Skip to main content

The class book review: To the Edge of the World by Julia Green

Things don’t go to plan – for a refreshing change

News article image

Things don’t go to plan – for a refreshing change

To the Edge of the World

Julia Green

OUP Children’s

240 pages, £6.99, paperback

ISBN: 9780192758453


It’s the summer holidays and Jamie is helping his grandfather at his boatyard. He befriends Mara, who is supposedly educated at home. She loves sailing, hates the idea of school and plans to journey to the nearest islands off the Hebrides with her dog, Django. This doesn’t go to plan – and our story begins.

Although it is nothing like Kensuke’s Kingdom or Swallows and Amazons, To the Edge of the World will appeal to children who have read them. It was a refreshing change and I thoroughly enjoyed it. It is ideal for children in upper key stage 2. Green’s storytelling seems to improve book by book.

Robert Eves is assistant Sendco at St John’s Green Primary School, Colchester

Pupil reviews

Suspense, inspiration and boats

‘A lot of cliffhangers’

A boy called Jamie and a girl called Mara go on an adventure to an island called St Kilda. The atmosphere and mood changed quite a bit through the book.

My favourite part was when Jamie and Mara went to an island at the very start and Mara sailed away without him, because it made me think: will he stay there? Would he swim back?

This book is a bit like Kensuke’s Kingdom because of the sea and the island. This book is a bit better, though. You don’t normally see books involved with sea and people being stranded. Also, it has a lot of cliffhangers.

Overall, I loved it because it is a book with lots of suspense. Also, it tells you implicitly to follow your dreams and goals. It gives you lots of ideas to put in your writing as it is very descriptive.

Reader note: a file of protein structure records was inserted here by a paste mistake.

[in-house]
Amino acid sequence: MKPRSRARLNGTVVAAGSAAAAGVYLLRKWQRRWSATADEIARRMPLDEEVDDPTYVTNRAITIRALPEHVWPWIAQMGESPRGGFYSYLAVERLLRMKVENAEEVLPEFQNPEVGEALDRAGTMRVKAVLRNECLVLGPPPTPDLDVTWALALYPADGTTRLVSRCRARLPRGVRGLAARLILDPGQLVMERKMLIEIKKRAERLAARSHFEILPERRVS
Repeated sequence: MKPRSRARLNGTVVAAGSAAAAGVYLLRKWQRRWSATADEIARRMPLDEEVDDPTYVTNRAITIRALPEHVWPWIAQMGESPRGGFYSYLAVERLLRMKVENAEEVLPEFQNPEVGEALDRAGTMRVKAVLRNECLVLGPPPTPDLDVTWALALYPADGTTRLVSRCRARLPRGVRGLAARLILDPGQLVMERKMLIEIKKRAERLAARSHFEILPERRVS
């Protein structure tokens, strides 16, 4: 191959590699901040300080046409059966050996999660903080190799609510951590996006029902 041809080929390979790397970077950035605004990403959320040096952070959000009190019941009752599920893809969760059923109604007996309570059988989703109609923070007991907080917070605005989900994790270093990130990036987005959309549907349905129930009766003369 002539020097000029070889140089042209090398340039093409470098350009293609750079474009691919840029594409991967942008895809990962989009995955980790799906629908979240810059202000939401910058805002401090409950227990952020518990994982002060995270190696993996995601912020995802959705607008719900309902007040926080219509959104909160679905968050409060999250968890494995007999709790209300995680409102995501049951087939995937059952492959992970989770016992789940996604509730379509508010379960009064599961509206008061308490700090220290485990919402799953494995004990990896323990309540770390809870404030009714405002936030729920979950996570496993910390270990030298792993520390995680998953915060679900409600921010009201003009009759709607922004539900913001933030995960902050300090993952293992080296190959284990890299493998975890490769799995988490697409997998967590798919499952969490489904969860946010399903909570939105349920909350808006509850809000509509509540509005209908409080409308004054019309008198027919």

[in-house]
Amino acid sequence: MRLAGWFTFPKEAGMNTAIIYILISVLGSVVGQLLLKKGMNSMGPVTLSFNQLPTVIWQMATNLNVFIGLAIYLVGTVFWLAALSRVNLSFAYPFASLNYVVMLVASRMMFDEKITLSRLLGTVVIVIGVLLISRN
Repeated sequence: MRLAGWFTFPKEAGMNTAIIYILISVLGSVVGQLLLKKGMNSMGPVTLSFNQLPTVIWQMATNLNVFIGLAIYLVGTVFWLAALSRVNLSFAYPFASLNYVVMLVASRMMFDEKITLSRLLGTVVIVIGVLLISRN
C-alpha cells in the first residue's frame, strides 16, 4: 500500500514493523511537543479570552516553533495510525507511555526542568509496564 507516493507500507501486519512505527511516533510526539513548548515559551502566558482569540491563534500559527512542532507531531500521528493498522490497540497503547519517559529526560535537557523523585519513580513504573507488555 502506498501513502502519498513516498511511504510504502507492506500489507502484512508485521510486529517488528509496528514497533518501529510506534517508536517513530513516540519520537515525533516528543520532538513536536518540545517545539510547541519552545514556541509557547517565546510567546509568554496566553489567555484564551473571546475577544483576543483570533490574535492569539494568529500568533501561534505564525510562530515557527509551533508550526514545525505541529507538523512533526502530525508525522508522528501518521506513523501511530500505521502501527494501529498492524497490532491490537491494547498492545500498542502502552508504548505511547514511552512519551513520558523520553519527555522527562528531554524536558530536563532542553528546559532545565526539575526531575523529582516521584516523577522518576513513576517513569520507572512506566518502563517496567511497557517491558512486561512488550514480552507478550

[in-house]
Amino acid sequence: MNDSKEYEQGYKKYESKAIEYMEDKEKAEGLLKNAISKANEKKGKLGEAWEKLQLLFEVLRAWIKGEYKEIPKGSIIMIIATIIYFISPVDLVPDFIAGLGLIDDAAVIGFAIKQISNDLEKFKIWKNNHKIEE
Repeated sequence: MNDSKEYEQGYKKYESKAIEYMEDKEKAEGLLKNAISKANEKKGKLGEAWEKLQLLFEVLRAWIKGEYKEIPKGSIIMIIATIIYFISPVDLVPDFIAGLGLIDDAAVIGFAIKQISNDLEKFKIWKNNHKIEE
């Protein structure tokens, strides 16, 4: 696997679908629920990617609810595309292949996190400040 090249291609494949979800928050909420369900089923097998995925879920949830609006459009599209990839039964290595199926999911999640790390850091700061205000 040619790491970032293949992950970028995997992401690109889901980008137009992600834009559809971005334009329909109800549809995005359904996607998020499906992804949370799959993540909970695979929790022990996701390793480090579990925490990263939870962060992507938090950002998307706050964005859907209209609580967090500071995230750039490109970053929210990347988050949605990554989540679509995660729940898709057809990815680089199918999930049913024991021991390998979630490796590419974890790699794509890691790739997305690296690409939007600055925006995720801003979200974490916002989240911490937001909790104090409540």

Laia Hicks, Year 5


‘Tense and dramatic... with a cherry on top’

My favourite part of the book is when Mara and Jamie are on the island of St Kilda but Django had got lost. Thankfully, Jamie rescued him and made sure he wasn’t hurt. The story wouldn’t have had the cherry on top if Django didn’t survive.

To the Edge of the World was tense, dramatic and exciting. It was so nice seeing the friendship between the two children.

This book is a bit like Kensuke’s Kingdom by Michael Morpurgo, because the main characters are living on an island and they talk about the ocean, ships and boats. This book is different to most books in this area because it is not as predictable.

You should read this story because it is extremely inspiring to follow your goals and dreams. You can make friends with whoever you want, even if you do get judged.

By the end of the book, everyone is happy!

Sandra Wellahewage, Year 5


‘The sailing journey of a lifetime’

Jamie lives in the Outer Hebrides, is scared of the sea and won’t dare go in it. Mara, fearless, sails Stardust and was taken away from her dad when young. Django is her very energetic dog and will go everywhere with her.

Jamie goes down to the beach one day and finds a set of footprints in the sand which lead to a girl sailing a boat. Later, he meets Mara and she teaches him how to toughen his ways and eventually pulls him into a sailing journey of a lifetime.

I loved this book as it had a fantastic plot and different elements of different genres which really went well together. Probably the only scary part was when one of the characters went missing.

I would recommend this book to people from eight to 12 years of age who like survival stories.

Harrison Green, Year 5


‘Not that many scary or funny parts’

Jamie lived a very normal life and Mara’s life was very different, so it was interesting to see them together as main characters.

In the story it starts off with him meeting Mara, who does not go to school and spends most her time sailing her boat, Stardust. One day, they head off to an island alone for about three or four days before coming back home.

I loved this book. My favourite part was when they were trying to land the boat in the storm onto the island. There are not that many scary or funny parts, but it still kept my interest.

I would say this book is for children from nine to 14 years of age and recommend it because it’s a great book – with a few things about boats in it, too!

Finley Greenleaf, Year 5


If you or your class would like to write a review, please contact

Log in or register for FREE to continue reading.

It only takes a moment and you'll get access to more news, plus courses, jobs and teaching resources tailored to you